20 October – 4PM UK
Landscapes of Knowledge and Power in Climate Change Science and Policy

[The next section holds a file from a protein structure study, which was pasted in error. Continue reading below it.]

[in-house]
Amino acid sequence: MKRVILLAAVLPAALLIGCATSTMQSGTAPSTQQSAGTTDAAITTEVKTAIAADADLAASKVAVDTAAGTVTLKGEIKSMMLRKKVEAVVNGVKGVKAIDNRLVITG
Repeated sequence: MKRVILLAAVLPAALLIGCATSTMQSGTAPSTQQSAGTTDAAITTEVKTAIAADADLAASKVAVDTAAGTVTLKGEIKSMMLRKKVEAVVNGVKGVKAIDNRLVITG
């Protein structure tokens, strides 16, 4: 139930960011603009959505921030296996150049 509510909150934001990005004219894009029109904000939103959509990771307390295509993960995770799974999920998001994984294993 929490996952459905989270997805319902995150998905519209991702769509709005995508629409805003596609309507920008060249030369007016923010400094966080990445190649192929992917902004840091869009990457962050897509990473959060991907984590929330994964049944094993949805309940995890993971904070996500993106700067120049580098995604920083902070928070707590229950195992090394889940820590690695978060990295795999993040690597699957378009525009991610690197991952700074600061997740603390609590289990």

Humans must learn the landscapes within which they live. Building functional knowledge of unfamiliar landscapes is a thread that connects archaeology across time and place and a process that all communities around the world will face in coming years as climate change progresses. But as world leaders from COP24 onward have noted, what is most needed for action on climate change is social and political will to act. In order to more effectively connect archaeological knowledge and practice to the modern need to learn to live in a changing world, it is essential that we all see and learn the social and political landscapes of power that shape climate change science and policy.